Female Science TikToker Asks Viewers to Stop Tagging Hank Green

  • A female science Tiktoker has asked viewers to stop tagging Hank Green in her content.
  • She said she has a PhD in physics, which is more relevant expertise than Green’s. 
  • Green has previously said he feels “weird” when he gets asked to weigh in on other creators’ videos.

A TikToker who says she’s a materials physicist is asking viewers to stop tagging science influencer Hank Green in her content.

On December 13, @ash_phd described a nuclear fusion experiment as a “massive, massive breakthrough for clean energy,” and said she’d be “shocked” if it didn’t win the Lawrence Livermore National Lab staff a Nobel Prize. 

The next day, @ash_phd posted a follow-up video and replied to a comment from a viewer who had tagged Green.  

“If we could just simply stop doing this, that would be nice,” she began.

“Does Hank Green have a Ph.D. in physics?” she asked. “No, he does not. Do I have a PhD in physics? Yes, I do.”

“In fact, it’s actually in a focus of high-pressure materials, which is exactly relevant to that video,” she continued. “If you have a question, ask the creator,” @ash_phd told viewers. “Don’t tag Hank Green saying ‘we need Hank Green to explain,’ because you don’t.”


The user did not immediately respond to Insider’s request for comment, and Insider was unable to independently verify her credentials.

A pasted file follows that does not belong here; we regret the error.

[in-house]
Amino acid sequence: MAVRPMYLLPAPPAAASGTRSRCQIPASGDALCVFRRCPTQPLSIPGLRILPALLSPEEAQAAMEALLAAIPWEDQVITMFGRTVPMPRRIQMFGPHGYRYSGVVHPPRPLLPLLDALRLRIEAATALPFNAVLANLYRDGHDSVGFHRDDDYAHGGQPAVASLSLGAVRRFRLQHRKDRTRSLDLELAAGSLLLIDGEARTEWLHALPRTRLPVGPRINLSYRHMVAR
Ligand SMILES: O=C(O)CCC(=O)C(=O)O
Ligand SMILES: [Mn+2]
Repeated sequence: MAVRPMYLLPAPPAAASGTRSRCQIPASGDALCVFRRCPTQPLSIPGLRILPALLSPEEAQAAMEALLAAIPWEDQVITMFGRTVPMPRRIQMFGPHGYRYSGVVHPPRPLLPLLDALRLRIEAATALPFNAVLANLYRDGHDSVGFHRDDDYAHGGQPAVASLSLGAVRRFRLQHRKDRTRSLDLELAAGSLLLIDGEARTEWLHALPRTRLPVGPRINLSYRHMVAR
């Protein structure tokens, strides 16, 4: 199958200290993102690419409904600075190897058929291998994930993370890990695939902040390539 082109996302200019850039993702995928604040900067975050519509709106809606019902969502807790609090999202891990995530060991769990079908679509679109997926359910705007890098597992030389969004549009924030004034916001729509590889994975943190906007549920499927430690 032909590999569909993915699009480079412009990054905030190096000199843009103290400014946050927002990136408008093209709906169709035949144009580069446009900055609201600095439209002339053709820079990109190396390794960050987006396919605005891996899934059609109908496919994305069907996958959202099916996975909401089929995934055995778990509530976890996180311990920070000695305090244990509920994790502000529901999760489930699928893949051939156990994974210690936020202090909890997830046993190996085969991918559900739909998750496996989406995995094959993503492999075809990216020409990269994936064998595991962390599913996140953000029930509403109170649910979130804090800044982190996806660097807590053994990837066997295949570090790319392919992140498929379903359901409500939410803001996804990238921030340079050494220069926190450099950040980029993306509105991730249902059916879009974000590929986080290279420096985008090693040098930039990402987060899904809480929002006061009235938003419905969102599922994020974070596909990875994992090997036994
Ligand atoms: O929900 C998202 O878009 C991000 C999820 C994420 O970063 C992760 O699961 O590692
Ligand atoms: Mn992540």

Green, who has a BS in Biochemistry and an MS in Environmental Studies, is a hugely popular creator who makes scientific content for his 7.3 million followers — typically reaching hundreds of thousands or millions of views on frequent videos. (He’s also brother to New York Times bestselling author John Green).

He has previously addressed the fact that commenters tag him in other creators’ videos.

“If you see somebody with a video on Tik Tok, and they’re explaining some delightful facet of our universe, and you’re like ‘is that for a real?’ You might have an impulse to say, ‘hey, @hankgreen, is this real?'” Green told viewers on February 8. “Before you do that, can you check and see if that person actually knows more about that topic than I do, which is not unlikely considering, you know, we all have our expertises and mine are limited.”

Green said he was “very happy” to have established “some amount of credibility” in the space, but added, “There are many, many people who know more about the things they know about than I do. I think it can feel a little weird to them to see me getting tagged in their comments when they know more about a thing that I do, and I think that I feel a little bit weird about it, too.” 


Other women TikTok creators in the science space have also said they deal with commenters deferring to male opinions.

Science vlogger Charlotte Moore-Lambert responded to a comment on one of her videos tagging Green in November 2020. “Please don’t do this,” she said in a TikTok discussing instances in which viewers have tagged male creators to corroborate her videos. 

“If you want to check my facts,” Moore-Lambert told viewers, “Please do that. You should absolutely do that on your own. Or ask me and I will double and triple-check my facts. Please do not summon the men, especially ones who already follow me — it doesn’t feel good.”

Gender bias in STEM is a well-researched phenomenon. A 2019 study found that scientists — regardless of gender or subject specialty — unconsciously associate science with men. Unesco data found that between 2015 and 2018, men were invited to speak on scientific panels twice as often as women.

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